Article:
I'm Hostile to Christianity
Notice that the heading says 'I'm hostile to Christianity' rather than 'I'm hostile to Jesus'. Very few people have negative feelings about Jesus. Most people have a good impression of Jesus even though they think his followers have screwed up.
I agree that some horrible things have been done in Jesus' name. But this doesn't explain hostility to Christianity. It only explains hostility to human beings. We can find examples of despicable behavior in all religions, in all non-religious communities, and in every conceivable walk of life.
From a logical perspective, failures of individuals do not invalidate a faith that they are identified with, although these failings can undermine that faith's credibility in the minds of others. Just because my neighbor is a crack dealer doesn't mean he's wrong if he tells me my house is on fire.
This is why we point to Jesus and say that the credibility of Christianity doesn't hinge on Jesus' followers, but on Jesus himself. And I would just like to ask you, as much as possible, to lay aside your feelings about institutions or people that represent Christianity to you, and let the focus be on Jesus. If you think of yourself as hostile to Christianity, then the issue likely comes down to this: Either (1) you think Christianity is wrong in-and-of itself, or (2) that at its core Christianity is a good thing but that it has been mishandled by its followers.
So you're angry, and your anger may be justified. I've been angry, too, about some things I've seen done by those calling themselves Christians. But I don't ditch Jesus because of what other people do and neither should you. Let's see if we can cut through the emotion and identify the real issues.
Here are the two broad areas of concern mentioned above:
(1) Christianity is wrong in-and-of itself. I agree that this is a possibility because I hold to reason, and logic tells us that opposites cannot both be true. If certain opposing philosophies are true, then Christianity would not be true, and it would be, at best, a benevolent deceit or crutch for those who want to live in the fantasy. But we need to be clear about what we mean by 'Christianity'. At heart, every religion seeks to be an explanation about the life we find ourselves living. A serious discussion must consider the credibility of both the source (founder & scriptures) of the religion and of its philosophical underpinnings. Unfortunately, many people form their opinions out of very shaky, second-hand caricatures.
Do you know what Christianity actually is? We could argue forever about versions, interpretations and impressions of the Christian faith. But at its fountainhead, Christianity is what Jesus and his appointed reps (the original apostles) say it is. This is what gets people excited about the Christian faith. Just like the first followers, we can encounter the accounts of his actions and teachings for ourselves, and come to our own conclusions about how we should relate to him. In fact, we have to encounter him directly if our experience is to be genuine.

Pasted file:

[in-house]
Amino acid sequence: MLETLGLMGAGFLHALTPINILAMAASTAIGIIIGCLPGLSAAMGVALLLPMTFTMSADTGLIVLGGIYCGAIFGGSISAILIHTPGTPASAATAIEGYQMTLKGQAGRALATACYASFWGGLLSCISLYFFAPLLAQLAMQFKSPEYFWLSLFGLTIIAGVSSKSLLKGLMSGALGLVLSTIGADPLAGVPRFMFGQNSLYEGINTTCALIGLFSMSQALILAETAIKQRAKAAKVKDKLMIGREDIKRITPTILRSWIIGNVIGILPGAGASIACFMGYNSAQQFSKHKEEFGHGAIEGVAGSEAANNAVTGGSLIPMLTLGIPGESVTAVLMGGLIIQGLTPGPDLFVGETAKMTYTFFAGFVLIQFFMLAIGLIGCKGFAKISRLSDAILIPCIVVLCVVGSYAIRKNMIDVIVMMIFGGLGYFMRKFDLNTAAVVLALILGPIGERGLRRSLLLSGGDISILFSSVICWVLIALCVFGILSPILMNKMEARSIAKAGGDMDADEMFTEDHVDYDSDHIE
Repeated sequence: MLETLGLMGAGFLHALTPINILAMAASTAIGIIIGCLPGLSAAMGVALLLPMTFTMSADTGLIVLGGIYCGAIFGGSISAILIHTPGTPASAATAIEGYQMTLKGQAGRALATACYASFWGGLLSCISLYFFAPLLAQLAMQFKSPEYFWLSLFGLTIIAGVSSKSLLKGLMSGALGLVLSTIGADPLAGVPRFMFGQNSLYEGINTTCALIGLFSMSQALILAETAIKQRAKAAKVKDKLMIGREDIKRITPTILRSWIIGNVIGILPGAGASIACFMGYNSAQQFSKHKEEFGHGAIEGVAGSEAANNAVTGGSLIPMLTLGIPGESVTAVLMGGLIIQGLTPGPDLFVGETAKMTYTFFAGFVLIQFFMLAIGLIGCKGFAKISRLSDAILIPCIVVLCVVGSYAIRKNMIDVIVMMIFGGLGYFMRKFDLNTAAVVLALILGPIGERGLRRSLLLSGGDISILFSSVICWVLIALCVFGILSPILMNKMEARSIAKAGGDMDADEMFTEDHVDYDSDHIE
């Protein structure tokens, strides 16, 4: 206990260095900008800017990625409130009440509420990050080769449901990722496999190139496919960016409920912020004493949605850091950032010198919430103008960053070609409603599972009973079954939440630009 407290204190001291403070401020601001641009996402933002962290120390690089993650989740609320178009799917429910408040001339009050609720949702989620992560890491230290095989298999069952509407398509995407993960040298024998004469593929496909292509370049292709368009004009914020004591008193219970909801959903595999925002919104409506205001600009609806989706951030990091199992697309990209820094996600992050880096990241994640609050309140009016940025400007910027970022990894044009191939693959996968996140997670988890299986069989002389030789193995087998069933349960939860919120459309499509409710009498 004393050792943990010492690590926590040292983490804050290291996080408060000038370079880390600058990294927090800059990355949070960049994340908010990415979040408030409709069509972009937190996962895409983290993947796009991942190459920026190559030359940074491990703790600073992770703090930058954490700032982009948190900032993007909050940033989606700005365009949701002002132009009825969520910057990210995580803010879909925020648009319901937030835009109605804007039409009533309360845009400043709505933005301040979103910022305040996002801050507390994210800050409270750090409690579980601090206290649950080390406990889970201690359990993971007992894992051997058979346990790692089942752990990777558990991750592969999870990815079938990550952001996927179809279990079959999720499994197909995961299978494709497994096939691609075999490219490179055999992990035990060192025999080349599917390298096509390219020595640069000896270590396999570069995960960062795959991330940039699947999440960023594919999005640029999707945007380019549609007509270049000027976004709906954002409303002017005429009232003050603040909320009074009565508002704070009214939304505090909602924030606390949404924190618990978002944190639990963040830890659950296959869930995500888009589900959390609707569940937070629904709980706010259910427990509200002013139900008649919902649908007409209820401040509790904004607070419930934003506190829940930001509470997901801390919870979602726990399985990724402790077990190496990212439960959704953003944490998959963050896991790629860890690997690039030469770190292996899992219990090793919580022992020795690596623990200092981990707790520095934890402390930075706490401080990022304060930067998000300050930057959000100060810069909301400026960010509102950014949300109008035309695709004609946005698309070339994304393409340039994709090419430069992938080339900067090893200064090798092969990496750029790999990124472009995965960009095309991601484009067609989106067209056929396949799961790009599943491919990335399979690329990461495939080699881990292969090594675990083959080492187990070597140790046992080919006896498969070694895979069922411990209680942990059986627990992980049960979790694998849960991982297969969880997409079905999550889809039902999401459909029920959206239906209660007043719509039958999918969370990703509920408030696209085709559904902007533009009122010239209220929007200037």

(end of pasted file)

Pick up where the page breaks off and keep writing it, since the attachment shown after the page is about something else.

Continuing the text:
Here's how to go directly to the source to form an understanding of what Biblical Christianity is: I recommend reading three books out of the Bible as a start; The Gospel of John, The Acts of the Apostles and Paul's Letter to the Romans (or John, Acts & Romans for short). You can think of this as the heart of the Bible. These three books are found back-to-back in the New Testament and if read in sequence lead you through the life of Christ, the formation of the early church and the Bible's most detailed explanation of the Christian life. The King James version is beautiful English, but you're likely to get the picture better if you read it in a good modern version such as the NIV (New International Version) or the ESV (English Standard Version). Of course, if your native tongue is other than English, it's best for you to get a translation in your own language. For the most part this is an easy read, and you'll find it to be pretty much of a page-turner. You can access these Bible versions online here or purchase one here.
There is a great movie about the life of Jesus that stays very true to the account in Luke. It is dated now, but accurate, and has been seen worldwide by millions of people. If you'd rather start in a visual mode, you can see it in English here, and in almost any other language here.
If you are distracted by the idea that the Bible has been changed, distorted or otherwise fabricated, sorry, but that notion will not stand up under scrutiny. It is verifiably the most accurate and most substantiated piece of ancient literature in existence. If you want to understand why you can trust it, start here.
Christianity comes out of the Bible, and to understand it we really have to go back to the source. In some strands of Christianity much has been added and changed by way of traditions over the centuries. I identify with those who are called 'Evangelicals' or who advocate 'Biblical Christianity' . We try to avoid the additions and distortions of mere tradition by using the Bible as our primary guide.
Once you've taken a careful look at least at the 'heart of the Bible', it is helpful to understand how the Bible fits into the philosophical context of the modern world. Even if it is true and credible, isn't it worlds away from relevance to the modern setting? Actually, and profoundly, no. In fact, it helps make good sense of what has and continues to happen in the course of history. I would suggest two starting points to get us onto really solid ground here. Neither are short answers, but that's OK, because you're a serious thinker, right?